Vocal production by terrestrial mammals: source, filter and function

Taylor, Anna M, Charlton, Benjamin D and Reby, David (2015) Vocal production by terrestrial mammals: source, filter and function. In: Suthers, R, Fitch, W T, Popper, A and Fay, D (eds.) Vertebrate Sound Production and Acoustic Communication. Springer Handbook of Auditory Research . Springer, pp. 229-260. ISBN 9783319277219

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Abstract

In little over two decades, researchers have moved from a situation in which most studies of terrestrial mammal vocal signals focused on conspicuous characteristics, such as their rate of occurrence, and where the spectral
acoustic variation was largely ignored or poorly quantified, to a field of study in which there is a much better understanding of the nature and function of
the acoustic parameters that compose vocalizations. The source-filter theory, originally developed for the analysis of speech signals, has played a large role
in this progress. Understanding how the acoustic variability of vocalizations is grounded within their mechanism of production has enabled researchers to
predict the type of information that vocal signals are likely to contain, and to predict their co-variation with morphological and/or physiological attributes of
callers. Moreover, the powerful theoretical platform derived from the source-filter theory not just conceptually supports the formulation of multilevel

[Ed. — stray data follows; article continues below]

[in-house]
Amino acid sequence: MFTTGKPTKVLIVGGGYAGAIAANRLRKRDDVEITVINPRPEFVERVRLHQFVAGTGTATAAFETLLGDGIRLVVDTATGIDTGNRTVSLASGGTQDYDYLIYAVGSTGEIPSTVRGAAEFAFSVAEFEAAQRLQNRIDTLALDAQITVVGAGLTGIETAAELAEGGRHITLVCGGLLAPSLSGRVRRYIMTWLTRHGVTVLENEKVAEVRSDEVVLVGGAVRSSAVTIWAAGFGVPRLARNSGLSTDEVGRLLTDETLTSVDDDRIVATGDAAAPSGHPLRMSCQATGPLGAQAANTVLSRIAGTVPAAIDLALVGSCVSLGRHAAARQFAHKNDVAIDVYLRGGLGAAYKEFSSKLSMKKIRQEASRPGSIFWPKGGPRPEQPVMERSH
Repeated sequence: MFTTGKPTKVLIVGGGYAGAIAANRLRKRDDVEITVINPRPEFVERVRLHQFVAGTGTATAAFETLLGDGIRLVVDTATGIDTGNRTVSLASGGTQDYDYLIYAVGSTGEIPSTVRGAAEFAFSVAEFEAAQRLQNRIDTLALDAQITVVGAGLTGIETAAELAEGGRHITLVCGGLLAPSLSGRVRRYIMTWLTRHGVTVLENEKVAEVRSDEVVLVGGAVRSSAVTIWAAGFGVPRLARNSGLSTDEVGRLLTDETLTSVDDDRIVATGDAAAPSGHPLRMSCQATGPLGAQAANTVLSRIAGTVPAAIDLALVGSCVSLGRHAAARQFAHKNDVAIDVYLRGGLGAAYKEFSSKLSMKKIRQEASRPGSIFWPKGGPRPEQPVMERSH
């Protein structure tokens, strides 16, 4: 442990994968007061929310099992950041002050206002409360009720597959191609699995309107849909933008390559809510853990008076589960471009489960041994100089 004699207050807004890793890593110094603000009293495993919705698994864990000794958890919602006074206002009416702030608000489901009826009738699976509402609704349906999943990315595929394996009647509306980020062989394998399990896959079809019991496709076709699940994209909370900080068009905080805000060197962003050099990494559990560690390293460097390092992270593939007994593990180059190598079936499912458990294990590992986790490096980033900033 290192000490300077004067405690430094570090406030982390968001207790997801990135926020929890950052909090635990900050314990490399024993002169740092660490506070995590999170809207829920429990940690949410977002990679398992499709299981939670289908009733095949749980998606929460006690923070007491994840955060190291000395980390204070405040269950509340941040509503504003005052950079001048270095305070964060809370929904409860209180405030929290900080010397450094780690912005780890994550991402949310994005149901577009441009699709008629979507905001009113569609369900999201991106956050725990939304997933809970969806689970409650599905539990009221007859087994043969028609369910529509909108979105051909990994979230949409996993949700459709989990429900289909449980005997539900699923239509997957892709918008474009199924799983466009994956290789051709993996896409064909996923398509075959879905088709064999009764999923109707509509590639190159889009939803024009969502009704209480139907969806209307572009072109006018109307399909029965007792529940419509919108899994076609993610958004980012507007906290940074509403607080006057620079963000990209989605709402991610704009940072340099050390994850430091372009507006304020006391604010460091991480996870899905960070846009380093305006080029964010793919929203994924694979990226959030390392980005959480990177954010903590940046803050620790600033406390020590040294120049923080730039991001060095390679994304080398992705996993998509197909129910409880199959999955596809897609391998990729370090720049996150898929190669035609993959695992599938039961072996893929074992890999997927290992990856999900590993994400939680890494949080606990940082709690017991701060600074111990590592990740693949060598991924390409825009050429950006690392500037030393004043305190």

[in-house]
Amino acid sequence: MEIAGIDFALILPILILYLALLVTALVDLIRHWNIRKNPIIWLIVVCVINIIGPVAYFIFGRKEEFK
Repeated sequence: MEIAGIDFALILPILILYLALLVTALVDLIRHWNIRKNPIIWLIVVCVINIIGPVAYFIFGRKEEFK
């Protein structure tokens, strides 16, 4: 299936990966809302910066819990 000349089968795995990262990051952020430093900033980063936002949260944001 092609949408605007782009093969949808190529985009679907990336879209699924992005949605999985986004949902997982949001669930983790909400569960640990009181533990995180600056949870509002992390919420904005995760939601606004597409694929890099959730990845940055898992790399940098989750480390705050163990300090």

hypotheses, but also paves the way to develop the corresponding methodologies needed to address them. Although the full range of acoustic diversity of
terrestrial mammal signals has yet to be explored, this chapter draws together a wealth of research conducted over the last two decades, and describes how source- and filter-related acoustic components encode functionally relevant information in the vocal communication systems of terrestrial mammal and how selection pressures have led to the evolution of anatomical innovations
that enable animals to produce exaggerated vocal traits.

Item Type: Book Section
Keywords: Acoustic signals - Formants - Larynx - Nonlinear phenomena pitch - Sexual communication - Source-filter theory - Vocal apparatus - Vocal communication
Schools and Departments: School of Psychology > Psychology
Subjects: B Philosophy. Psychology. Religion
Depositing User: Lene Hyltoft
Date Deposited: 04 Aug 2015 12:28
Last Modified: 24 May 2016 12:00
URI: http://srodev.sussex.ac.uk/id/eprint/55872

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